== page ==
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How Can Lawyers See the Value in Value Billing If No One Will Tell Us What It Is?

It's another big week in the blogosphere for proponents of the alternative billing systems known as "value billing."  In this blink post at Between Lawyers, Dennis Kennedy directs us to Ron Baker's Three Steps to Value PricingWhat About Clients? blogger Dan Hull  links to another Ron Baker post, If You Don't Discuss Value, Expect to Discuss Hours.  Even Michael Fox of Jottings By An Employer's Lawyer gets into the act with this post on how clients disgusted with the billable hour are seeking out plaintiffs' contingency lawyers to handle their cases. 

I can understand the contingency concept as an alternative to the traditional billable hour.  And as this article describes, clients have gotten fed up with the billable hour, because they feel that the billable clock starts ticking every time their lawyer picks up the phone or walks down the hall to the copy machine.  Moreover, the billable hour gives lawyers incentive to overcharge.  By contrast, one lawyer said the following:

"But time and money both motivate contingency fee lawyers, says Davis' partner Mike Slack. "We have to be lean and mean," Slack says. "We're engineered for speed and efficiency." He says this means that contingency fee lawyers' interests are aligned with their clients' interests.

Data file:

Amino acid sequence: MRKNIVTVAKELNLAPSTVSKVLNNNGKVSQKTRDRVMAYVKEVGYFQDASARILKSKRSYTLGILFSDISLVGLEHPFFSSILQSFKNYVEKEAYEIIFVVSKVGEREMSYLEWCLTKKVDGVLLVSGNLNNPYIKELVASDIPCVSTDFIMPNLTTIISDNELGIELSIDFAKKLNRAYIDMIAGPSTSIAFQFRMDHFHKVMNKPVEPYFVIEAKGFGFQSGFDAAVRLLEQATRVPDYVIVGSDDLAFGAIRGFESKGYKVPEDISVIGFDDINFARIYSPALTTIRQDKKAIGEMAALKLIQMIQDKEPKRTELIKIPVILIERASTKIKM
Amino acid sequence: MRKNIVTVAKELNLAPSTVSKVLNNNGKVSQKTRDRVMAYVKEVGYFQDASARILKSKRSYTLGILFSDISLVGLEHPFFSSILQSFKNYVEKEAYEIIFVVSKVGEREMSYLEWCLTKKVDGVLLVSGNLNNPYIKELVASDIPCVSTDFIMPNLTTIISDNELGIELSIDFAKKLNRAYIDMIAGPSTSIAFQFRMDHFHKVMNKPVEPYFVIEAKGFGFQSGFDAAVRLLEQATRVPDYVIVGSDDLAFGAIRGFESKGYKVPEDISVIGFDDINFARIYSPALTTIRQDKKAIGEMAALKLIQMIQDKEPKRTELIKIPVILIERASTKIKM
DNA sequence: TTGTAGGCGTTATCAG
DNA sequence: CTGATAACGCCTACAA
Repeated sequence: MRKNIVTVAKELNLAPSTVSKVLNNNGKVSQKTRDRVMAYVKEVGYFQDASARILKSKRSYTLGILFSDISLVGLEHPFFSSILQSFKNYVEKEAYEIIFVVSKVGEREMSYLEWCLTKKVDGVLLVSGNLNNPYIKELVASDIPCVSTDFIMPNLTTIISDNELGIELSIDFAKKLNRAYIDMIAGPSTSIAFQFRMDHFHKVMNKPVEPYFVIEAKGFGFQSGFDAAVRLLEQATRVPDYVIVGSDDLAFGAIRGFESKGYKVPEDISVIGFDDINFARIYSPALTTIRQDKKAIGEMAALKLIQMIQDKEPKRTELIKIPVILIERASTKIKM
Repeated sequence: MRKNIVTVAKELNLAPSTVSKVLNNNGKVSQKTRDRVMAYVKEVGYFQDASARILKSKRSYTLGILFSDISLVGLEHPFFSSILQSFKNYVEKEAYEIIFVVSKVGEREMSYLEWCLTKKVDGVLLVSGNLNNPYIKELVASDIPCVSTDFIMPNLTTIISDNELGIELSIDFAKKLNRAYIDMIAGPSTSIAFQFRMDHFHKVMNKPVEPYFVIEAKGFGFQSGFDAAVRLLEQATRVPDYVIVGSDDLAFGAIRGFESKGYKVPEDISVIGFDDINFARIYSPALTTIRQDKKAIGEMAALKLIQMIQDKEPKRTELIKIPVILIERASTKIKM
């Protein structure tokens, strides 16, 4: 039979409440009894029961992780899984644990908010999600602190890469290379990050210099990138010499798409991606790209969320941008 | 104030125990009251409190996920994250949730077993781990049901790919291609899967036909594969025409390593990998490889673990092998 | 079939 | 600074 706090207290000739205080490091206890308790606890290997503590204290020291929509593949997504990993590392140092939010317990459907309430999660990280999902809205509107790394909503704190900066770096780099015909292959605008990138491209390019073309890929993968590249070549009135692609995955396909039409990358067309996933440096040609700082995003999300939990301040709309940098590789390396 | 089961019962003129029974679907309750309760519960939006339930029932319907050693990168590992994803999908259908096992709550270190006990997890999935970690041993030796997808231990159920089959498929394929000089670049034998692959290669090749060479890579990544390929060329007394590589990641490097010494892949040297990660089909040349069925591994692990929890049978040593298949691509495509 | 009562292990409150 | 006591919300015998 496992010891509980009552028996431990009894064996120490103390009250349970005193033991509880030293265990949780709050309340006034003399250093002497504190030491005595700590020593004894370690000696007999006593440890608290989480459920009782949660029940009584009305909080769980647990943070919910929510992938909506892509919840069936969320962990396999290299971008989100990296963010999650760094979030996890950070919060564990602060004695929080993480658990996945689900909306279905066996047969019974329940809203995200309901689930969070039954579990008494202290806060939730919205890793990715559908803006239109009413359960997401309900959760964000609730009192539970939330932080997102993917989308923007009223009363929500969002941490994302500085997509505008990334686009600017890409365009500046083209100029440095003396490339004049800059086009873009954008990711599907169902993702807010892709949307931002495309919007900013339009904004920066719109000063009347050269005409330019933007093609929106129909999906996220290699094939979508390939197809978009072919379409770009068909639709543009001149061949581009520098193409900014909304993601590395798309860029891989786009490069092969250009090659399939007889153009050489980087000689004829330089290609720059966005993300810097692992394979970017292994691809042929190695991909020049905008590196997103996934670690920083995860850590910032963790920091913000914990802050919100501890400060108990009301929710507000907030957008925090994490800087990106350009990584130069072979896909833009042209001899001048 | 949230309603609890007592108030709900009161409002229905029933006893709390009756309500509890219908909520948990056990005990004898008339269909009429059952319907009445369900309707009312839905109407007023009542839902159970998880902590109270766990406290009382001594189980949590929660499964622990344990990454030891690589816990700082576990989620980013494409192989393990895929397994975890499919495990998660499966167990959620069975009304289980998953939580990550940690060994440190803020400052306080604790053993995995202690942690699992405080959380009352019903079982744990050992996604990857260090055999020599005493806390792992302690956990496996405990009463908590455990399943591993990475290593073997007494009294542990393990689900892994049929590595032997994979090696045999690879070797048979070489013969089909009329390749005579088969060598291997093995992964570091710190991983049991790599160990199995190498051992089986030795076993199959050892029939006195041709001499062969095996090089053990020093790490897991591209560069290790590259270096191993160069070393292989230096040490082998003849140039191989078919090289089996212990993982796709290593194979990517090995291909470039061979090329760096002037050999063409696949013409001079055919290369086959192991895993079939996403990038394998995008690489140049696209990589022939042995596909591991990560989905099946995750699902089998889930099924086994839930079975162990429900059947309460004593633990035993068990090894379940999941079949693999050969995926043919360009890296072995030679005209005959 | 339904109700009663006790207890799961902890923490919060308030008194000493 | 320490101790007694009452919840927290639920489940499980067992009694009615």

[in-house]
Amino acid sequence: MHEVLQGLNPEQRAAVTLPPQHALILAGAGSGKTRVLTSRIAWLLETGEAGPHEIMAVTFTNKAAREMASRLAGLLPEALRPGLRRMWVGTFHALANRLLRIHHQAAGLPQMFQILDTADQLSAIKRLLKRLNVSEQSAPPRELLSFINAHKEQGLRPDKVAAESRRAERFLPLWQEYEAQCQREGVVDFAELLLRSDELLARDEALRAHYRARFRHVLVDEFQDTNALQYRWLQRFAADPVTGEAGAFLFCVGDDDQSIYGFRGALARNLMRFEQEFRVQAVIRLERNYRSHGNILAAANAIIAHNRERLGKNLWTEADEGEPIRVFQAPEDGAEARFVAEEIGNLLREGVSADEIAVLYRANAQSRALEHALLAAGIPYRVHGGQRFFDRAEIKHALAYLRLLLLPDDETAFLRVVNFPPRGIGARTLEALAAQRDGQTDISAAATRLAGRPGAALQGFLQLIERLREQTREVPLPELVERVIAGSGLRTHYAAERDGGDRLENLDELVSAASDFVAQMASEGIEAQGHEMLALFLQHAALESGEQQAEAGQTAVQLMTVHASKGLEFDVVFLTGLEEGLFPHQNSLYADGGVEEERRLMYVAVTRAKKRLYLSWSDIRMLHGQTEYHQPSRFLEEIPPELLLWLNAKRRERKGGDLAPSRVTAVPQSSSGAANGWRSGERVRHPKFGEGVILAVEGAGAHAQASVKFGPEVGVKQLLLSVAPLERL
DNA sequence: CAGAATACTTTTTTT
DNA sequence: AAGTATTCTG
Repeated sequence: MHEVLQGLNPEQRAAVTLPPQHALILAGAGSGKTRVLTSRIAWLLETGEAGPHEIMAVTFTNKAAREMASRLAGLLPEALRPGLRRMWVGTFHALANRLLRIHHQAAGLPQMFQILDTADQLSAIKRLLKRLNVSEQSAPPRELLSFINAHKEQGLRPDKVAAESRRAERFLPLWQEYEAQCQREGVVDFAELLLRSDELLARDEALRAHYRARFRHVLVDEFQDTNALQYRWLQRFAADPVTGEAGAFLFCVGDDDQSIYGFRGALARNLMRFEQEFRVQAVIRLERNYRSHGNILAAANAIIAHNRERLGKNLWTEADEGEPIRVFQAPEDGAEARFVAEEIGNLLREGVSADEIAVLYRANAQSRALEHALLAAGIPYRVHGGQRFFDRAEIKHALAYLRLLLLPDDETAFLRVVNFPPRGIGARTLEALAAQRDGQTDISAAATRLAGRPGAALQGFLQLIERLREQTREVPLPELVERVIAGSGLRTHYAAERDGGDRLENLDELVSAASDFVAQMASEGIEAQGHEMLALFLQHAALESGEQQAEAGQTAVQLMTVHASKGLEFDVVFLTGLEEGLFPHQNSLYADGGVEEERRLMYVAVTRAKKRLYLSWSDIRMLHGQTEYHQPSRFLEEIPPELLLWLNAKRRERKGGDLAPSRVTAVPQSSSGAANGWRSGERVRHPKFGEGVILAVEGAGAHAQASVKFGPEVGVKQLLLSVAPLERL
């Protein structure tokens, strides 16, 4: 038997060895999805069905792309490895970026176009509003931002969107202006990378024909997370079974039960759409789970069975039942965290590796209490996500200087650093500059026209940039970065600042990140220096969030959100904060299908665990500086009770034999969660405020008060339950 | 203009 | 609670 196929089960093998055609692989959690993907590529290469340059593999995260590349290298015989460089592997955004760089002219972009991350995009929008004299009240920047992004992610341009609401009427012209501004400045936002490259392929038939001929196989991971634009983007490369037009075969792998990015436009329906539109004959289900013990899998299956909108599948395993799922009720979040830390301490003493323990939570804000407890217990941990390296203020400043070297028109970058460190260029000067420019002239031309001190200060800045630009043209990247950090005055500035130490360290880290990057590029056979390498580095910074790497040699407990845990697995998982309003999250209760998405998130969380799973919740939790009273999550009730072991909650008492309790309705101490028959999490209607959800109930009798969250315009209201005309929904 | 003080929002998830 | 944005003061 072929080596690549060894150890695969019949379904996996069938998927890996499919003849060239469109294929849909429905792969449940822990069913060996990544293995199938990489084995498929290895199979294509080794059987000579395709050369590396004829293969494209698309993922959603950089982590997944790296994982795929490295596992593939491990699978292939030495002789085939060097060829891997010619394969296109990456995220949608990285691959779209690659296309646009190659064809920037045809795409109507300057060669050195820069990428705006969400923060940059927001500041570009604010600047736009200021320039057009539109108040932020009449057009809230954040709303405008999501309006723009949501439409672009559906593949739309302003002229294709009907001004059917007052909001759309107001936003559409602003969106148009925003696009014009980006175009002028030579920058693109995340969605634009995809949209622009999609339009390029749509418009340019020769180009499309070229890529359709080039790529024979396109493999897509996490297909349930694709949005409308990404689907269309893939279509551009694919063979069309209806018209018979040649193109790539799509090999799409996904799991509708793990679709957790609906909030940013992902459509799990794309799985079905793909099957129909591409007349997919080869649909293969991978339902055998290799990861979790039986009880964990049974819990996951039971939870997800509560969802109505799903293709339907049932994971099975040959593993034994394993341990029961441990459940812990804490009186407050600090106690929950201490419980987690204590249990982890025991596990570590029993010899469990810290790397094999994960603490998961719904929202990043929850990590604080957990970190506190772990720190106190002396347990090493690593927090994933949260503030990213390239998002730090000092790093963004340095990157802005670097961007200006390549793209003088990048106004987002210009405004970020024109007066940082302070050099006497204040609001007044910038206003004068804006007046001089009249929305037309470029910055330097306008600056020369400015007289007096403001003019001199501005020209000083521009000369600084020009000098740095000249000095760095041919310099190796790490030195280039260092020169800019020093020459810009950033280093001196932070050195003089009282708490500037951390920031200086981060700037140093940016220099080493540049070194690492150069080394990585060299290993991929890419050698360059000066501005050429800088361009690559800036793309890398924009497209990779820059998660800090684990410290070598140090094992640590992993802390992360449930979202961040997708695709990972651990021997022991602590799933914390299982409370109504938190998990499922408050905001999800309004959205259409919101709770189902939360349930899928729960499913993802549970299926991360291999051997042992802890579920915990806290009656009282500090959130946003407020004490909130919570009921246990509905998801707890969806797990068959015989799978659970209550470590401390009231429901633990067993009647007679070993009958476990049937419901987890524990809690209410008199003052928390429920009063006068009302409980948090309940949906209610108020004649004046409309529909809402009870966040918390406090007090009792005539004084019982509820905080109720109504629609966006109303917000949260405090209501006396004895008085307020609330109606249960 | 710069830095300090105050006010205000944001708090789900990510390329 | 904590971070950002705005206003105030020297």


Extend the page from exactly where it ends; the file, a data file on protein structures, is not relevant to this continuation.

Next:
This makes perfect sense to me.  What doesn't make sense is "value billing."  I read both of Ron Baker's pieces and Googled "value billing," and I just can't find a tangible example of what it is.  There's all kinds  of amorphous advice about providing "service guarantees"  and emphasizing the value that  your service will bring.  Heck, I guess I'm a simpleton, but I thought all of that was part and parcel of our professional obligation as an attorney, whether we bill by the hour or not.

And though "value billing" is supposed to benefit clients, the one definition of value billing that I did find -- in an article from Entrepreneur Magazine advising potential clients on how to hire a lawyer wasn't very favorable:

"Value billing. Some law firms bill at a higher rate on business matters if the attorneys obtain a favorable result, such as negotiating a contract that saves the client thousands of dollars. Try to avoid lawyers who use this method, which is also sometimes called "partial contingency."

And David Giacalone has has offered several scathing criticisms of value billing as a way for lawyers to bilk clients for more money.

So to all you advocates of "value billing," instead of using the billing lingo that's the equivalent of psychobabble, can you provide me with case studies, actual examples of where a lawyer applied "value billing" and the client was happy with the results?   After all, I'm a lawyer -- and if I can't understand "value billing," how can a client?

Posted by Carolyn Elefant on June 13, 2006 at 03:07 PM | Permalink | Comments (8)

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